I never had a hatred for disco the way so many older folks seemed to. Maybe it’s just a generational thing—processed electronic beats are the defining quality of the pop music landscape and have been for a long time now—and that explains why such a visceral dislike of one kind of music never made sense to me. Still, that hatred manifested itself the night, July 12, 1979, that more than 50,000 disco haters showed up at Comiskey Park in Chicago to destroy a bunch of records between games at a doubleheader, an act of almost inexplicable weirdness. Thankfully, this book helps unpack that seemingly incomprehensible bias: Disco Demolition is an oral history of sorts, featuring interviews with nearly everyone involved in that fateful night. Best of all, it provides a glimpse into the cultural atmosphere that led to such destruction, an ideology of protectiveness about rock music that’s almost charming in its old-school faithfulness to the purity of the genre. Whether you love disco or can’t stand it, this book (with a foreword by Bob Odenkirk, no less) makes for gripping reading. Though, to be honest, the copious pictures are even better. [Alex McCown-Levy]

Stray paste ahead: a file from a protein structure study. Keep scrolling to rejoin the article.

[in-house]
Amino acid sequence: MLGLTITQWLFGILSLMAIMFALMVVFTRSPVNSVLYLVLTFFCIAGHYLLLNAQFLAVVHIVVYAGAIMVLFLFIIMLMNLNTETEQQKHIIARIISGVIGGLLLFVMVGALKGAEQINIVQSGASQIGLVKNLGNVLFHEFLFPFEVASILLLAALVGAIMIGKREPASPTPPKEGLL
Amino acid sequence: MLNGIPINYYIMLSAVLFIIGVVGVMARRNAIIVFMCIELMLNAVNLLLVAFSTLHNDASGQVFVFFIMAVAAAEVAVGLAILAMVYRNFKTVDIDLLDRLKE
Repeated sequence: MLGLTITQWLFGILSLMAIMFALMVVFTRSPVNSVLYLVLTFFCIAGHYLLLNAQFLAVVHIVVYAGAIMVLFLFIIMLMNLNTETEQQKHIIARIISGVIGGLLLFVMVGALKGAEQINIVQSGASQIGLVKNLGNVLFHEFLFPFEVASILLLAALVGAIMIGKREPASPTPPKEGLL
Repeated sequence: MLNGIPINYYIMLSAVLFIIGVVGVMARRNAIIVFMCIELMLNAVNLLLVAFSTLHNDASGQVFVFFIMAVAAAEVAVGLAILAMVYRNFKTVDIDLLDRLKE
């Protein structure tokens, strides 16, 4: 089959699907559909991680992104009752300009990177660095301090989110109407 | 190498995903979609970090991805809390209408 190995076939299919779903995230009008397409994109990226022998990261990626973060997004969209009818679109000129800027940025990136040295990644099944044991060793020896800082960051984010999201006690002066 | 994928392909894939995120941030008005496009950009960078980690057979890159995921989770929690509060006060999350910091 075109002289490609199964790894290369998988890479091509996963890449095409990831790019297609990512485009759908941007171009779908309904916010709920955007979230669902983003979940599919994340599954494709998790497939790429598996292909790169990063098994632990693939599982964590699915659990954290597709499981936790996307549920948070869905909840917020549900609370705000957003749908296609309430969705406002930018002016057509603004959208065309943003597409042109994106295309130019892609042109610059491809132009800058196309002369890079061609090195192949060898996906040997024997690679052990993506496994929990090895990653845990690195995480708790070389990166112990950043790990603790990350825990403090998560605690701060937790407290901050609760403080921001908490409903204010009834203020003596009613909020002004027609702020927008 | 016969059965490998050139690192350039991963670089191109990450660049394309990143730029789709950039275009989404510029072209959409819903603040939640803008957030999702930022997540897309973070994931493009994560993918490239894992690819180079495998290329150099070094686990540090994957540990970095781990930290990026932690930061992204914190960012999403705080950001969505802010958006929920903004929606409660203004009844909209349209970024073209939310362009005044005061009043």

Few internet treats bring me as much joy as the Twitter account Dog Solution (@DogSolutions). A friend introduced me to the magic of this feed a little while ago, and I will be forever grateful to her for it. The concept is simple: silly dog photos paired with text that reads like it’s coming from a semiliterate dog. The pictures are cute, but it’s the language that gets me. There’s something brilliant about Dog Solution’s mangled syntax and how it manages to be innocent and wise. I don’t profess to know what a dog would sound like if it could talk, but I think Dog Solution has it pretty spot-on. It captures the sweet, dopey, eagerness of dogs—or “degs” as it often calls them—and through that manages to end up being profound. Dog Solution has lessons to live by:
It also features pups in funny costumes.
It is perfect. [Esther Zuckerman]
I haven’t seen Synchronicity, the 2015 thriller about a time-traveling physicist that’s currently lurking somewhere in your streaming queue, but I have heard the soundtrack composed by Ben Lovett, and honestly, that may be enough. Lovett’s not exactly breaking new ground here; there are the requisite elements of John Carpenter and ’80s Tangerine Dream heard in the scores of plenty of other modern sci-fi sleepers similarly created as homages to Blade Runner, David Cronenberg, and half-remembered VHS covers—not to mention electronic artists like Pye Corner Audio and the soundtracks of Cliff Martinez. Still, Lovett wrings a surprising amount of emotion from his sweeping, arpeggiated analog synth lines, its video game pulses and pensive moods recalling not only those forebears but also Daft Punk’s Tron in the catalog of films that are just as fun to listen to—or possibly, even better. Maybe someday I’ll actually get around to seeing whether that’s true. [Sean O’Neal]